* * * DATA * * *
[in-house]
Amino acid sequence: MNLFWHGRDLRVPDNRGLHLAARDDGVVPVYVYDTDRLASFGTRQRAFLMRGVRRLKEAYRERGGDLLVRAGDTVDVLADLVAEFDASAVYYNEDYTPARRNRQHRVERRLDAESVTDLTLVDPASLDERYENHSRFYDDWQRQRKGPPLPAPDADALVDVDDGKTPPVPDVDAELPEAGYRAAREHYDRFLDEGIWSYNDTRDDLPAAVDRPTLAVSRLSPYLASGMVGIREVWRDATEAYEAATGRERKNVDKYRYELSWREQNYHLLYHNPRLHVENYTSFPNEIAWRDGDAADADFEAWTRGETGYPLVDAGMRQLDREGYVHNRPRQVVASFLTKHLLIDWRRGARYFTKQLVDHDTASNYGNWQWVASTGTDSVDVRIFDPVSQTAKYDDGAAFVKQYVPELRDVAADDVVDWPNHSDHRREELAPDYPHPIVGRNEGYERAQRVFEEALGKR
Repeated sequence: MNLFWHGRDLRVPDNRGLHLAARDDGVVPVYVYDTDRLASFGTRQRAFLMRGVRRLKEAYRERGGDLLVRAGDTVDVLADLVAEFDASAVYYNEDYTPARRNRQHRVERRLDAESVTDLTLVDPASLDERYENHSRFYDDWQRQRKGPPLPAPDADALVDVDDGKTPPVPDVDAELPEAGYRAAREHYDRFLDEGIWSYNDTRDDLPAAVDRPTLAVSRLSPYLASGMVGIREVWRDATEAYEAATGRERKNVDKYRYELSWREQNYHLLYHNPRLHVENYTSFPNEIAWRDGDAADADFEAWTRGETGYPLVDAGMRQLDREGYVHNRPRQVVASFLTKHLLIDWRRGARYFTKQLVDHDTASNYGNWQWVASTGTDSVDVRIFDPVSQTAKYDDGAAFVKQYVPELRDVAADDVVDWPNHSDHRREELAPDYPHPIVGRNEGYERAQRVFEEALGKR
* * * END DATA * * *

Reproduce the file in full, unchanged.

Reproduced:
[in-house]
Amino acid sequence: MNLFWHGRDLRVPDNRGLHLAARDDGVVPVYVYDTDRLASFGTRQRAFLMRGVRRLKEAYRERGGDLLVRAGDTVDVLADLVAEFDASAVYYNEDYTPARRNRQHRVERRLDAESVTDLTLVDPASLDERYENHSRFYDDWQRQRKGPPLPAPDADALVDVDDGKTPPVPDVDAELPEAGYRAAREHYDRFLDEGIWSYNDTRDDLPAAVDRPTLAVSRLSPYLASGMVGIREVWRDATEAYEAATGRERKNVDKYRYELSWREQNYHLLYHNPRLHVENYTSFPNEIAWRDGDAADADFEAWTRGETGYPLVDAGMRQLDREGYVHNRPRQVVASFLTKHLLIDWRRGARYFTKQLVDHDTASNYGNWQWVASTGTDSVDVRIFDPVSQTAKYDDGAAFVKQYVPELRDVAADDVVDWPNHSDHRREELAPDYPHPIVGRNEGYERAQRVFEEALGKR
Repeated sequence: MNLFWHGRDLRVPDNRGLHLAARDDGVVPVYVYDTDRLASFGTRQRAFLMRGVRRLKEAYRERGGDLLVRAGDTVDVLADLVAEFDASAVYYNEDYTPARRNRQHRVERRLDAESVTDLTLVDPASLDERYENHSRFYDDWQRQRKGPPLPAPDADALVDVDDGKTPPVPDVDAELPEAGYRAAREHYDRFLDEGIWSYNDTRDDLPAAVDRPTLAVSRLSPYLASGMVGIREVWRDATEAYEAATGRERKNVDKYRYELSWREQNYHLLYHNPRLHVENYTSFPNEIAWRDGDAADADFEAWTRGETGYPLVDAGMRQLDREGYVHNRPRQVVASFLTKHLLIDWRRGARYFTKQLVDHDTASNYGNWQWVASTGTDSVDVRIFDPVSQTAKYDDGAAFVKQYVPELRDVAADDVVDWPNHSDHRREELAPDYPHPIVGRNEGYERAQRVFEEALGKR